As I’ve stated before, I am an Internet radio listener junkie. While working, I’ll find a station at ontheradio.com as background music. In the car, I’ll often listen to iHeartRadio. And rarely do I listen to local broadcasts. At ontheradio.net I’m in Ohio. In the car I’m in Arkansas.
I listen this way to find out what’s going outside my area. The news is always more interesting, even if it’s the same stories with different names. The ads are more entertaining. The play lists are more diverse.
That’s what I’m talking about today.
One thing I noticed was the number of stations playing Christmas music … not just Christmas music but special aps with all Christmas music. That’s okay, but not before Thanksgiving. In the week before turkey day I actually skipped right past those stations dedicating their airwaves to all Christmas music or getting [insert market here] in the holiday spirit. But after Thanksgiving, I would succumb to the seasonal audio fare and listen.
Which brings me to the point. One station in Ohio played nothing but Christmas music for the entire 10 hours I listened. It wasn’t so bad, EXCEPT the station has a two hour play loop. By the end of the night I could tell you what song was coming next! Come on … if you’re going to dedicate time for Christmas music at least have an extended play list! I mean, there must be, what, a couple of thousand Christmas songs out there! Why limit the smorgasbord to 40 or so? And not even Top 40 or so but some nondescript list.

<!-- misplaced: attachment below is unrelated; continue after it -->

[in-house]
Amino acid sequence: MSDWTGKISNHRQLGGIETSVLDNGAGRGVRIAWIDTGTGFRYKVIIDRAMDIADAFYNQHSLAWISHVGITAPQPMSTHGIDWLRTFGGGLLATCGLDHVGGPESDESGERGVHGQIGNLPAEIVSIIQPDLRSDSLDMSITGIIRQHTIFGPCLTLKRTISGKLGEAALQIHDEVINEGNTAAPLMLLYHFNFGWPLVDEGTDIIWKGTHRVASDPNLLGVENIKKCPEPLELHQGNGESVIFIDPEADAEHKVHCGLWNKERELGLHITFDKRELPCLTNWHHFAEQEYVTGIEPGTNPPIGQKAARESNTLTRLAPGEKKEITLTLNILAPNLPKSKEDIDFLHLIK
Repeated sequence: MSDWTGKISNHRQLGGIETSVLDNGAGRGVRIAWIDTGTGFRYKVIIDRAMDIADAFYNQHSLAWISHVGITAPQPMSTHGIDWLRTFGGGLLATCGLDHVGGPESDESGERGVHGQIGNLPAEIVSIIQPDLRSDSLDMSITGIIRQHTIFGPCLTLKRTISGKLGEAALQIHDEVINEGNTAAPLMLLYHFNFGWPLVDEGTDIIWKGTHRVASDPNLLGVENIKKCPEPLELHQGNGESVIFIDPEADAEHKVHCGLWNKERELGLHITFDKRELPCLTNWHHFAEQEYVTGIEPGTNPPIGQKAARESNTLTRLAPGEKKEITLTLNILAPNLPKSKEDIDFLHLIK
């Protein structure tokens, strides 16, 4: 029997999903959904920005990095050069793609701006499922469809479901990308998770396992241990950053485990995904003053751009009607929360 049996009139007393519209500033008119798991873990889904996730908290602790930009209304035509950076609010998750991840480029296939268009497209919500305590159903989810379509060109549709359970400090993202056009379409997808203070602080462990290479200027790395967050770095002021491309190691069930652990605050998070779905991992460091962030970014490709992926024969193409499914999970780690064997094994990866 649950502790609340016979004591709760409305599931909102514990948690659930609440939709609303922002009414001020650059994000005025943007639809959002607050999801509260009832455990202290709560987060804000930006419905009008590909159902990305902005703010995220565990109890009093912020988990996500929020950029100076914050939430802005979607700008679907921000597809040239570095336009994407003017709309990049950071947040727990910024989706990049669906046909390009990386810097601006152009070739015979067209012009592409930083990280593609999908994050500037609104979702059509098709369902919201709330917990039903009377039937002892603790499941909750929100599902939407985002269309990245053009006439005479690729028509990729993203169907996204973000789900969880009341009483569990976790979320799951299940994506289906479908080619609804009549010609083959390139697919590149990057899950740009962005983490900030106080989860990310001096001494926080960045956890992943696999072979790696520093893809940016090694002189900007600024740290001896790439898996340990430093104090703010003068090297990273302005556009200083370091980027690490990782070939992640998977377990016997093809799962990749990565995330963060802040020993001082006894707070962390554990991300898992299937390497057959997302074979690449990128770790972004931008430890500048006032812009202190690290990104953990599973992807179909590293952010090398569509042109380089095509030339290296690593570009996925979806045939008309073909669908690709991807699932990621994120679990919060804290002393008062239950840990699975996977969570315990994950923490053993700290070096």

Another experience was in the car. There I’m listening to Fort Smith, AR, music. Not one, but two stations billed themselves as offering the special Sounds of the Season. Not one in a market but two? I know it’s the second largest city in Arkansas, but the population is just 86,209. I realize it is the principal city of the Fort Smith, Arkansas-Oklahoma Metropolitan Statistical Area, but even that reach is a region of 298,592. Do they really need a choice of Christmas stations?
If I had my druthers, I would start Christmas music the day after Thanksgiving, maybe one out of every five songs … then about a week later migrate to one in four, then one in three, then every other song with all Christmas starting around Christmas Eve.
As much as I enjoy Christmas music, it’s little wonder by the time Christmas gets here, we’re all Christmased out. Maybe Karen was right. July is the best time to listen to the Yule tunes.
THOUGHT TO REMEMBER: Darkness never likes the light, but don’t worry about it. Light will always overtake the darkness. Just keep shining. Keep smiling. Hold on to your happiness and your joy.